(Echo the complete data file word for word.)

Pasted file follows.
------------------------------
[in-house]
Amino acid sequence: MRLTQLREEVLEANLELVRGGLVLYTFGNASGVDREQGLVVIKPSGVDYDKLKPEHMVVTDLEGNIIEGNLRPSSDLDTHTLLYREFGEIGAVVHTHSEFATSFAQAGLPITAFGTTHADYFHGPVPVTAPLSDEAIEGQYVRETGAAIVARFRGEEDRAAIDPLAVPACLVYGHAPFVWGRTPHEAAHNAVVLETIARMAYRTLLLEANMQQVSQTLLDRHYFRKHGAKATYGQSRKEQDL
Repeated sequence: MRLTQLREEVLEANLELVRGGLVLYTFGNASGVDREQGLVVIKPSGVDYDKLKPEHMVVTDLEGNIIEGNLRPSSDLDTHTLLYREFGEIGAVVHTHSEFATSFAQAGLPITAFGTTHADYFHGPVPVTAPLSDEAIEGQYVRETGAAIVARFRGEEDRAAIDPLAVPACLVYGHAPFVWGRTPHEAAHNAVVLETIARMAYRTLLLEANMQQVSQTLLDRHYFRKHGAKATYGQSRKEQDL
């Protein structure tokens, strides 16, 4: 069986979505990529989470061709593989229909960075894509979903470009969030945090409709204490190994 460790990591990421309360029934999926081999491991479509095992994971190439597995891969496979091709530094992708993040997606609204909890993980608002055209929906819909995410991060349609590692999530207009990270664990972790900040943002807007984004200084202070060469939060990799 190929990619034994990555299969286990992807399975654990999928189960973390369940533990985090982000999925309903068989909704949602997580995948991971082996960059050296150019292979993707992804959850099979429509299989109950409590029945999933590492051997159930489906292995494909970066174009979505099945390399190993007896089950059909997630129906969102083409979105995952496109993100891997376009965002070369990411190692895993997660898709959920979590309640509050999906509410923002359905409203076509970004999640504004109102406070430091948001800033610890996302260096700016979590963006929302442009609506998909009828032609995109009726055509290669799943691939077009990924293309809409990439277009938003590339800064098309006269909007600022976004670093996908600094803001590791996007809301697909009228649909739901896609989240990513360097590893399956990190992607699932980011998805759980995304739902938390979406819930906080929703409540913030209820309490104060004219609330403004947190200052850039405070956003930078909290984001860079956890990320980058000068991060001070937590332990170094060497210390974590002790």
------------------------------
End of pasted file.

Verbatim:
[in-house]
Amino acid sequence: MRLTQLREEVLEANLELVRGGLVLYTFGNASGVDREQGLVVIKPSGVDYDKLKPEHMVVTDLEGNIIEGNLRPSSDLDTHTLLYREFGEIGAVVHTHSEFATSFAQAGLPITAFGTTHADYFHGPVPVTAPLSDEAIEGQYVRETGAAIVARFRGEEDRAAIDPLAVPACLVYGHAPFVWGRTPHEAAHNAVVLETIARMAYRTLLLEANMQQVSQTLLDRHYFRKHGAKATYGQSRKEQDL
Repeated sequence: MRLTQLREEVLEANLELVRGGLVLYTFGNASGVDREQGLVVIKPSGVDYDKLKPEHMVVTDLEGNIIEGNLRPSSDLDTHTLLYREFGEIGAVVHTHSEFATSFAQAGLPITAFGTTHADYFHGPVPVTAPLSDEAIEGQYVRETGAAIVARFRGEEDRAAIDPLAVPACLVYGHAPFVWGRTPHEAAHNAVVLETIARMAYRTLLLEANMQQVSQTLLDRHYFRKHGAKATYGQSRKEQDL
């Protein structure tokens, strides 16, 4: 069986979505990529989470061709593989229909960075894509979903470009969030945090409709204490190994 460790990591990421309360029934999926081999491991479509095992994971190439597995891969496979091709530094992708993040997606609204909890993980608002055209929906819909995410991060349609590692999530207009990270664990972790900040943002807007984004200084202070060469939060990799 190929990619034994990555299969286990992807399975654990999928189960973390369940533990985090982000999925309903068989909704949602997580995948991971082996960059050296150019292979993707992804959850099979429509299989109950409590029945999933590492051997159930489906292995494909970066174009979505099945390399190993007896089950059909997630129906969102083409979105995952496109993100891997376009965002070369990411190692895993997660898709959920979590309640509050999906509410923002359905409203076509970004999640504004109102406070430091948001800033610890996302260096700016979590963006929302442009609506998909009828032609995109009726055509290669799943691939077009990924293309809409990439277009938003590339800064098309006269909007600022976004670093996908600094803001590791996007809301697909009228649909739901896609989240990513360097590893399956990190992607699932980011998805759980995304739902938390979406819930906080929703409540913030209820309490104060004219609330403004947190200052850039405070956003930078909290984001860079956890990320980058000068991060001070937590332990170094060497210390974590002790």